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Old March 22nd, 2011, 04:25 AM   #3
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Re: Avoiding coincidences or plot overlaps

Quote:
Originally Posted by Jason Sovey View Post
I came up with a pretty good storyline suitable for a short. I've don't recall ever having seen or read anything similar. It could be done as a lo/no, for the festival circuit.

The plot seems kind of obvious. I could Google the plot, but that seems like it could be futile, trying to search for a concept, amongst all of the manuscripts, books and films out there.

Is there a research agency or database that specifically looks for plot similarities? I did a quick search and anything close seems to be geared towards research and/or academic papers.

I'm sure there are entertainment legal firms that deal with such matters, but that would likely be cost prohibitive.

So if I were to proceed, should I document due diligence, get some E&O and hope for the best?

Thanks!
Ideas are not copyrightable, only specific tangible expressions of the ideas. So if you want to make a movie about a poor boy and a rich girl falling in love on a big boat that sinks after hitting an iceberg, there's nothing to stop you. Just don't copy scenes from the original "Titanic" verbatim.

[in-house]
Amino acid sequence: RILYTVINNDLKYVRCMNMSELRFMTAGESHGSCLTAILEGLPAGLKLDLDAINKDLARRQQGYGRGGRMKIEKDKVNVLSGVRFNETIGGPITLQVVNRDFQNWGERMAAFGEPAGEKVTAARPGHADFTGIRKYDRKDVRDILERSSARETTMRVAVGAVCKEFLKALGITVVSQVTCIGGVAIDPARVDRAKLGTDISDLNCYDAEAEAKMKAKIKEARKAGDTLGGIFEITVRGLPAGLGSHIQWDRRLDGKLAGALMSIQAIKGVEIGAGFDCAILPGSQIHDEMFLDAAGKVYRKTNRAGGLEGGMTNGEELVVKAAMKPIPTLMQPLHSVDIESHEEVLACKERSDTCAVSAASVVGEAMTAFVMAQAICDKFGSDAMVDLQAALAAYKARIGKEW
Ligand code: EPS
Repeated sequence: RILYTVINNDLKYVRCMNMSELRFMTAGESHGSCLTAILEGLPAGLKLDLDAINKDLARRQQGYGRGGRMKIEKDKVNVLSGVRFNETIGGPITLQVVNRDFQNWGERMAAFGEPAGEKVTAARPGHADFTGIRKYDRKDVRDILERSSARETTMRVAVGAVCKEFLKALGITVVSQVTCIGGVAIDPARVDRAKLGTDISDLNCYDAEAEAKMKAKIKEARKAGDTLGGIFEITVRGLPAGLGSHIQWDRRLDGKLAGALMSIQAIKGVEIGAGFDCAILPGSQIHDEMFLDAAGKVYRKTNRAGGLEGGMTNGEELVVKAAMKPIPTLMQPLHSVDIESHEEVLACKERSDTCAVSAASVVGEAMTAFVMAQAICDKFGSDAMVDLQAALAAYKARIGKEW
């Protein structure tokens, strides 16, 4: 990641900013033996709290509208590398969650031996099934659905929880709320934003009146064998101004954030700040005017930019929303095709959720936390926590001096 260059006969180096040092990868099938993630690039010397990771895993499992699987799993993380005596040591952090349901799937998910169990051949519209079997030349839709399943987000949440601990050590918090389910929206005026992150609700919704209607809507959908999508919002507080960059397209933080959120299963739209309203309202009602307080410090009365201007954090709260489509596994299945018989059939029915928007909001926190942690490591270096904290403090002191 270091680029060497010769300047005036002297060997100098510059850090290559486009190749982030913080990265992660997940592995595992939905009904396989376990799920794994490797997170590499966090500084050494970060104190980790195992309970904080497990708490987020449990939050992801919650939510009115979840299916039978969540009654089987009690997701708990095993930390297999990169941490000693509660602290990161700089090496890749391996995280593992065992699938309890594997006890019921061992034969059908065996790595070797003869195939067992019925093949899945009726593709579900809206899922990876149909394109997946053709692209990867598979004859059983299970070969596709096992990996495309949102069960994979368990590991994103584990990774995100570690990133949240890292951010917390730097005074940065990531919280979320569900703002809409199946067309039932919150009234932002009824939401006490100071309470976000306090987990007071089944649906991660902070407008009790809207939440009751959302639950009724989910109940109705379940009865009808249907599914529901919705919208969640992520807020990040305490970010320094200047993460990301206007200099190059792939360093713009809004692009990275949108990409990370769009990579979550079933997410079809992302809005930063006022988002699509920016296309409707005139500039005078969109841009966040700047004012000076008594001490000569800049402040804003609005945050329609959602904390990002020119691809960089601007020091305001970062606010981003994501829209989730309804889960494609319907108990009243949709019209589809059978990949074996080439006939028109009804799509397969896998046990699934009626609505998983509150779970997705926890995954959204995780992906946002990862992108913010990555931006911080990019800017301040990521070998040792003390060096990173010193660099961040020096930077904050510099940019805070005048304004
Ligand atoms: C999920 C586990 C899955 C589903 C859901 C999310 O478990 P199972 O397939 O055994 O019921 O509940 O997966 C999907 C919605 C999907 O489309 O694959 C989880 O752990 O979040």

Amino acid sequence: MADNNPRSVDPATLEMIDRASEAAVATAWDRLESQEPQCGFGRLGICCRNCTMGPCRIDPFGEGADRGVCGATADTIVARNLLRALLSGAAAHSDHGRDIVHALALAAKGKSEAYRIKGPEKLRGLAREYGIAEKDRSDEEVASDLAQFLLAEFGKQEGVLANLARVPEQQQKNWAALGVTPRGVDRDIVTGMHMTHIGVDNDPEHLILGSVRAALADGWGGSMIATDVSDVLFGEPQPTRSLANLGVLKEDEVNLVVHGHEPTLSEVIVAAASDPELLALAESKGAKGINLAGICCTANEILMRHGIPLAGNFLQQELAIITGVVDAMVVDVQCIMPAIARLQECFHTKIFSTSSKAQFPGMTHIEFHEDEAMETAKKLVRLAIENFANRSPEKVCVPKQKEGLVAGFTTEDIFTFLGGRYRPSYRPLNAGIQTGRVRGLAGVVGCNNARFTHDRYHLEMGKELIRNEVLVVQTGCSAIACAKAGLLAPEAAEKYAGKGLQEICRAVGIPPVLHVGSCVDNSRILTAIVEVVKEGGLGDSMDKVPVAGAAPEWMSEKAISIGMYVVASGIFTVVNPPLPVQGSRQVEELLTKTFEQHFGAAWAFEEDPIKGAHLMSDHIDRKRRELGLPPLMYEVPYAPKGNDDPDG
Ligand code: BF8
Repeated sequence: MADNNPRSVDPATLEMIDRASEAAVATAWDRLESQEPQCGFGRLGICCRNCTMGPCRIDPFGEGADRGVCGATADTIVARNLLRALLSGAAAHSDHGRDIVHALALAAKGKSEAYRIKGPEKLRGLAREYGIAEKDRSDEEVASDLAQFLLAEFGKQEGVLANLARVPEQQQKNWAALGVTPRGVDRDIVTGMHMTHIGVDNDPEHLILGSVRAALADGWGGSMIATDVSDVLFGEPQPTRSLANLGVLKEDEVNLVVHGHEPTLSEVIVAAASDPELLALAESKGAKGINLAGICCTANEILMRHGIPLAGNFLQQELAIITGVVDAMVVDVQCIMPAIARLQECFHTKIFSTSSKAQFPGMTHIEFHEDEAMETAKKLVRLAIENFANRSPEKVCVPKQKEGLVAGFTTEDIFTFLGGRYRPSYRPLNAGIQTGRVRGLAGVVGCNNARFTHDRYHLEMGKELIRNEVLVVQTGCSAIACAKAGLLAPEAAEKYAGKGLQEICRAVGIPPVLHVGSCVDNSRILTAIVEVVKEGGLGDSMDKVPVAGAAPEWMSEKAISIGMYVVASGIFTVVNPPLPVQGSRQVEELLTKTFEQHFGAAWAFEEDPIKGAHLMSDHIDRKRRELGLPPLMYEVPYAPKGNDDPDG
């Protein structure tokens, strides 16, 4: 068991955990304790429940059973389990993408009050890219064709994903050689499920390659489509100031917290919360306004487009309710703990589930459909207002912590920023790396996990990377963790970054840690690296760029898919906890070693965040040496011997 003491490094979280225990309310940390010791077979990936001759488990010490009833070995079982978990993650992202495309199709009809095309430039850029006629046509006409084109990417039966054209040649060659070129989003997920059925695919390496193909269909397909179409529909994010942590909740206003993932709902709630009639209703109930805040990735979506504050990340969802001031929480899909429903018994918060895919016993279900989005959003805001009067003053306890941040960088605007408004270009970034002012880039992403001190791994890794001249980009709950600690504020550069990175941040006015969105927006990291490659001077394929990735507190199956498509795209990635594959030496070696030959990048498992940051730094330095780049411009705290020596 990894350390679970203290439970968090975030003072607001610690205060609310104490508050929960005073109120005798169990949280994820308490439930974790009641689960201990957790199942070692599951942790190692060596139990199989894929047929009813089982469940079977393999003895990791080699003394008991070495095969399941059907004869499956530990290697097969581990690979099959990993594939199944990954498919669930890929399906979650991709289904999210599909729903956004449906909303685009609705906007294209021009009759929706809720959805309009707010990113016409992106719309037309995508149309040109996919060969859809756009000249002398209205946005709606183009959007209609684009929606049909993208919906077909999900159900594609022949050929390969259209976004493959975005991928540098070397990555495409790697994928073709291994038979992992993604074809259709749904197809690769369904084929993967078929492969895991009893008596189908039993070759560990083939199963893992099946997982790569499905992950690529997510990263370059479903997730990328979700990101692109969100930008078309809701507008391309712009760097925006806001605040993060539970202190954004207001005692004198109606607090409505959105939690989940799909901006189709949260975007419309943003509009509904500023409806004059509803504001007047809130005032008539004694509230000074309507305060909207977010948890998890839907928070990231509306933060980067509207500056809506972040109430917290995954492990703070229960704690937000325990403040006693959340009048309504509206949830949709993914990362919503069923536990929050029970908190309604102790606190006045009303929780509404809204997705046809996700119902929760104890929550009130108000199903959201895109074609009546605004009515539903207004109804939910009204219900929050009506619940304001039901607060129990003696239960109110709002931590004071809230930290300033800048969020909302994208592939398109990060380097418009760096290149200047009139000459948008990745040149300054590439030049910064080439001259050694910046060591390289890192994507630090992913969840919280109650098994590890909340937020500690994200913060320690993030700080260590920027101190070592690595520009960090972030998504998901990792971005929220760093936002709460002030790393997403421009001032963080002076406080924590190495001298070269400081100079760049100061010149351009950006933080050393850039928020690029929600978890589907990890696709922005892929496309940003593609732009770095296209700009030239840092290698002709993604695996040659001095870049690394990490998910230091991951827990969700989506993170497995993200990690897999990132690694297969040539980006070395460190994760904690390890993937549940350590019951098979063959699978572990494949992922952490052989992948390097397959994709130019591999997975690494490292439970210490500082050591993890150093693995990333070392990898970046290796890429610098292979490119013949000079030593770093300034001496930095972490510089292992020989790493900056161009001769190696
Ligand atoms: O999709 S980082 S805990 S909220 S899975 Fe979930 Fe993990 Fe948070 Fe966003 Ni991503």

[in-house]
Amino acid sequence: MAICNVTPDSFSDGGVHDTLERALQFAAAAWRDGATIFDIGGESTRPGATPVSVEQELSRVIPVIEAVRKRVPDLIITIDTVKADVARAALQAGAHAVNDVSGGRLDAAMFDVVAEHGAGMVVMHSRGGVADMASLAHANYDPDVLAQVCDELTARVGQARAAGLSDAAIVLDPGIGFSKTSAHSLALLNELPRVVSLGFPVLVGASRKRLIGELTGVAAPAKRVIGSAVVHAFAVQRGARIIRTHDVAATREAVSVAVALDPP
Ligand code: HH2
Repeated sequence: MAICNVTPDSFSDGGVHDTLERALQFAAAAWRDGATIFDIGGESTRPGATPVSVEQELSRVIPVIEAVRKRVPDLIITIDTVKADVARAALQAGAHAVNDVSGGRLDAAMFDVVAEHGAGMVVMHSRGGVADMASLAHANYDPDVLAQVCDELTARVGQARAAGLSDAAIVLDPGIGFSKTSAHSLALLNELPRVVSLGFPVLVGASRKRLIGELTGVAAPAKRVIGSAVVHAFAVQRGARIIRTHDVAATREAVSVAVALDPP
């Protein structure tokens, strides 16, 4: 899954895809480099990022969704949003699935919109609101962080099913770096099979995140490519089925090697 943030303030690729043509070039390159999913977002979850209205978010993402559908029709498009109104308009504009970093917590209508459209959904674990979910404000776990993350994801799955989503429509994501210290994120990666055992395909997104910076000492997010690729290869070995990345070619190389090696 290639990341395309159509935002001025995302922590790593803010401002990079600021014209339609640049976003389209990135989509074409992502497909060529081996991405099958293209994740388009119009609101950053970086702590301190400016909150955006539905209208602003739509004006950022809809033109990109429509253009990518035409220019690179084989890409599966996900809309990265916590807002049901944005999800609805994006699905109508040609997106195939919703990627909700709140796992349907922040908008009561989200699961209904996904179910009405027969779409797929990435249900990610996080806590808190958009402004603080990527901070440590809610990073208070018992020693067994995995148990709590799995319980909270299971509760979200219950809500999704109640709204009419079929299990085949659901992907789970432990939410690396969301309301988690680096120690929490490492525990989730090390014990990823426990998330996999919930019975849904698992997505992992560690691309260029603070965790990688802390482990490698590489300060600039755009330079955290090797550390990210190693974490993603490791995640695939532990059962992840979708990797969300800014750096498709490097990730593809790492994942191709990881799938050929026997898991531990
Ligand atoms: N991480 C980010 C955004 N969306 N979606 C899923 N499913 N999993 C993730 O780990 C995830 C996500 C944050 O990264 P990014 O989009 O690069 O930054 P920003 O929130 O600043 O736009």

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Old March 22nd, 2011, 01:35 PM   #4
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Re: Avoiding coincidences or accusations of plagiarism

You've received good advice so far. What I've learned from working on projects that involve patents is to keep everything you've committed to paper (or computer files) with dates. If you have a rough draft from two years ago, don't pitch it, put it in a file. If anyone claims you copied something, you can produce the original drafts.

But yeah - the main thing you need to know is that mere ideas are rarely unique and not copyrightable.
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Old March 25th, 2011, 09:09 AM   #5
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Re: Avoiding coincidences or accusations of plagiarism

Regardless of your idea, you have a 1/36 chance of replicating a previous film plot... so don't sweat it.
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Old March 28th, 2011, 10:47 PM   #6
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Re: Avoiding coincidences or accusations of plagiarism

One of my favorite double-ups is The Three Amigos and Galaxy Quest. They're virtually identical in the major story points! I suppose that may be part of the reason I love them both.